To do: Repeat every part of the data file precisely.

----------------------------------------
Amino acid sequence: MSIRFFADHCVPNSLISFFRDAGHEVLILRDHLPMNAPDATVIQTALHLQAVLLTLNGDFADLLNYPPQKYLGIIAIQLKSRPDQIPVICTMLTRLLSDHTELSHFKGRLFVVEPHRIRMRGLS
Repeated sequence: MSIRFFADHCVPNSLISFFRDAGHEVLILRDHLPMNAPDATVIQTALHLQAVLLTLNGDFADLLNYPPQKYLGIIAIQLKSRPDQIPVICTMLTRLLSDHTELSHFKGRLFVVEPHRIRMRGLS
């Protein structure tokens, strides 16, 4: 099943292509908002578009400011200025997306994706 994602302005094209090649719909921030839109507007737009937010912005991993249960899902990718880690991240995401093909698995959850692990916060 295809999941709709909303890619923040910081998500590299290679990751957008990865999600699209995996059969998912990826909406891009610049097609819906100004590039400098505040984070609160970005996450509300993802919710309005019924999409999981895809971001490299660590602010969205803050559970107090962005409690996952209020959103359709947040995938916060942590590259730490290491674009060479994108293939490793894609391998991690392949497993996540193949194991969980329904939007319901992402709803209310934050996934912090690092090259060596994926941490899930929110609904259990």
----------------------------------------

Amino acid sequence: MSIRFFADHCVPNSLISFFRDAGHEVLILRDHLPMNAPDATVIQTALHLQAVLLTLNGDFADLLNYPPQKYLGIIAIQLKSRPDQIPVICTMLTRLLSDHTELSHFKGRLFVVEPHRIRMRGLS
Repeated sequence: MSIRFFADHCVPNSLISFFRDAGHEVLILRDHLPMNAPDATVIQTALHLQAVLLTLNGDFADLLNYPPQKYLGIIAIQLKSRPDQIPVICTMLTRLLSDHTELSHFKGRLFVVEPHRIRMRGLS
């Protein structure tokens, strides 16, 4: 099943292509908002578009400011200025997306994706 994602302005094209090649719909921030839109507007737009937010912005991993249960899902990718880690991240995401093909698995959850692990916060 295809999941709709909303890619923040910081998500590299290679990751957008990865999600699209995996059969998912990826909406891009610049097609819906100004590039400098505040984070609160970005996450509300993802919710309005019924999409999981895809971001490299660590602010969205803050559970107090962005409690996952209020959103359709947040995938916060942590590259730490290491674009060479994108293939490793894609391998991690392949497993996540193949194991969980329904939007319901992402709803209310934050996934912090690092090259060596994926941490899930929110609904259990």